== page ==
I wonder how many people came by and lived in them. I remember a Pīr Sāheb very well because he played the flute with immense skill and the most amazing thing was that he didn’t blow into the instrument with his mouth, but with his nostrils. The window of my room overlooked the bārādari. Sometimes, when the music from his flute wafted into my room in the wee hours of the morning, I lay on my bed, noiselessly listening to it.
The big room adjoining mine belonged to Dādi. There was also a drawing-room in the house; one of its doors opened onto the road outside. Chotē Chacha had set up his clinic in here. He was a doctor of homoeopathy medicine.
The lengthy row of thatched rooms, along which grew guava, fig, lime, orange and loquat trees, housed the kitchen, the store-room and another large room in which lived Hajiyāni. This entire quarter was watched over by her. Nobody, except Dādi was permitted to trespass on it – to the extent that even Dādi’s beloved hens kept away. If, by any chance, a hen or a rooster dared to disregard its beat and strayed towards the kitchen, Hajiyāni aimed at it so perfectly with her tongs or the narrow tube with which she blew air into the fire to keep it burning that that was the end of the trespass. All the other hens and roosters cackled loudly, flapped their wings and scuttled away immediately.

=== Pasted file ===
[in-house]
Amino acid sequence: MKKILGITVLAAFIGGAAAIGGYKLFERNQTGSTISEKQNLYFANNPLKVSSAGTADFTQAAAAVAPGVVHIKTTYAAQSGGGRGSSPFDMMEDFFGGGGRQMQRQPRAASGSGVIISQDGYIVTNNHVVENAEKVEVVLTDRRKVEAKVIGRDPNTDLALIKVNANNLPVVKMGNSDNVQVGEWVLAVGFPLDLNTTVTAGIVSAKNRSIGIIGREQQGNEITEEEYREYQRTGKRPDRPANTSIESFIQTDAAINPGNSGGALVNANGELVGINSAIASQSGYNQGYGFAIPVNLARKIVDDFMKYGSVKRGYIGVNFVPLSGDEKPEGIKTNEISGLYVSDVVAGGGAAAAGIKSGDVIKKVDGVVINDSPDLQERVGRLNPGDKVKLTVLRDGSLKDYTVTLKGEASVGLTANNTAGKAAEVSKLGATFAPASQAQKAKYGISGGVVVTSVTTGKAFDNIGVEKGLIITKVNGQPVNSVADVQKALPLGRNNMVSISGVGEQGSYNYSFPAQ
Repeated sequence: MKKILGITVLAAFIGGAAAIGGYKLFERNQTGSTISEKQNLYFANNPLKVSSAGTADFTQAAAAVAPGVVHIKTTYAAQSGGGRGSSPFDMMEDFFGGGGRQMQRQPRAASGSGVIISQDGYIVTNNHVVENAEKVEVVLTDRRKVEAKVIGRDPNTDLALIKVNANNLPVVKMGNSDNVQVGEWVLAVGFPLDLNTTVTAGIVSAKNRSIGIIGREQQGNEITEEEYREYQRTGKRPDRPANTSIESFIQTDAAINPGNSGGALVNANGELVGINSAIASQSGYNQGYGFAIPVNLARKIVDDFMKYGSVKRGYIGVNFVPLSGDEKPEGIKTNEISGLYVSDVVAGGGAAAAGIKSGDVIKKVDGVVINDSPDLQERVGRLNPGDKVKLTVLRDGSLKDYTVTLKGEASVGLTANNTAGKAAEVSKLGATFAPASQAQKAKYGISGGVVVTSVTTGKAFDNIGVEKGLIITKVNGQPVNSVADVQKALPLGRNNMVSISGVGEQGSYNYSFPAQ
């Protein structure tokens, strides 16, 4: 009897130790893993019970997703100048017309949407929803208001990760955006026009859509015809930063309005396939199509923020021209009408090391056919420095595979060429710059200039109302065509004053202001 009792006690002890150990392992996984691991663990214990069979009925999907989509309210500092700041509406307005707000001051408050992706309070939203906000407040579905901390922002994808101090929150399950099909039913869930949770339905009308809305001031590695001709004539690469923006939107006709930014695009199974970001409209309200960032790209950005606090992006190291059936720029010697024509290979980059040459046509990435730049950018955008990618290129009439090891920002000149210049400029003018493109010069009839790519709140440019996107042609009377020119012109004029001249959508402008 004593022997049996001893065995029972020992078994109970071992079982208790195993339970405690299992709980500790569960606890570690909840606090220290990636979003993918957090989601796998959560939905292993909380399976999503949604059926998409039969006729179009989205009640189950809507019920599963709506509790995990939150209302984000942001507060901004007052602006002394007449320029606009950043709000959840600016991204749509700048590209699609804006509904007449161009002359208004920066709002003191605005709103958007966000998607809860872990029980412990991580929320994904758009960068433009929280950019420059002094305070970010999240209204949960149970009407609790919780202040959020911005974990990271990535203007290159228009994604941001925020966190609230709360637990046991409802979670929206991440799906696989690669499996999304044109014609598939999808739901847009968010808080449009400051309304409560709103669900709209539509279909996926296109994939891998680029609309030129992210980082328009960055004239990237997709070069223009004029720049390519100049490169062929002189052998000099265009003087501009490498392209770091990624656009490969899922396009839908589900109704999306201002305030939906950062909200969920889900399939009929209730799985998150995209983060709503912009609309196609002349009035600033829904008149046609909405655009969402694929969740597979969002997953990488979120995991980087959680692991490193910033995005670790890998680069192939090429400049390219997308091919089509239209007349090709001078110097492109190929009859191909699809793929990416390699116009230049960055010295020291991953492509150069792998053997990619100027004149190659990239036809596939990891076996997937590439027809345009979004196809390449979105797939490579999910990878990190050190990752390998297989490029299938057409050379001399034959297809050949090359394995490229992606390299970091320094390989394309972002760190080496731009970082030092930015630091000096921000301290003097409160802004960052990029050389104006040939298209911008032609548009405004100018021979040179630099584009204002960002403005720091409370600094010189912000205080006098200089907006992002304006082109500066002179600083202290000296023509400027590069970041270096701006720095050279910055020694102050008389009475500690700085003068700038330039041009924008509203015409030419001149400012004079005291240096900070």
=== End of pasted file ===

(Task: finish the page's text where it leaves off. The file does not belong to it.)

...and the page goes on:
Only Moti Begum had permission to sit by the side of Hajiyāni, on a low, country-made rope stool, with her eyes closed, while she prayed for the residents of the mansion.
Moti was my cat. She was a white cat – white as snow. One would very likely not see her if she were sitting on the white sheet spread out on the taḳht. I still remember her beautiful eyes – large, dark green eyes that shone brightly; in their centre an almond coloured pupil.
Hajiyāni was a petite, wrinkled and dark-skinned woman, with salt and pepper hair. She had very small eyes that shone brightly. In her small nose she wore a rudimentary silver nose-pin that looked like a dark mole from a distance. Her ears were pierced all along the margins and in them she wore small silver ear-rings in which swung red, green and white beads which weighed so heavily that the upper portion of her ears had doubled up completely. I am quite certain that since she first wore them, these ear-rings had never been taken off, neither had they been cleaned.
She wore two silver bangles on each wrist, which, despite being washed all the time, had turned black. The veins of her hands had begun to stand out and her nails were hardly visible. She wore thick, coarse, leather pumps on her feet, the hind portion of which always remained pressed under her heels. She wore a straight-cut chuṛidār pyjama – the lower portion which was meant to be gathered at the ankle, was always of another fabric, of another colour. Her lose kurta was only a little longer than a kurti. Her head remained covered with a three yards long dupatta, mostly of a thick fabric which was edged with a coloured border so that it could double up as a coverlet.
Hajiyāni’s status in the mansion was very similar to that of a Resident of an estate during the days of the British Raj. Ostensibly, the Raja, Maharaja or Nawab ruled the estate, but in reality, it was the Resident Bahādur who was in control. Although she was no more than support staff, she had come to the mansion as a child, grown up in it, and it was here that her marriage had been solemnised. However, she never went to her husband’s house after she got married. Contrarily, her husband had been given a small room to live in the mansion. Hajiyāni’s son Juma was born in this house, but poor Hajiyāni had been widowed in her youth.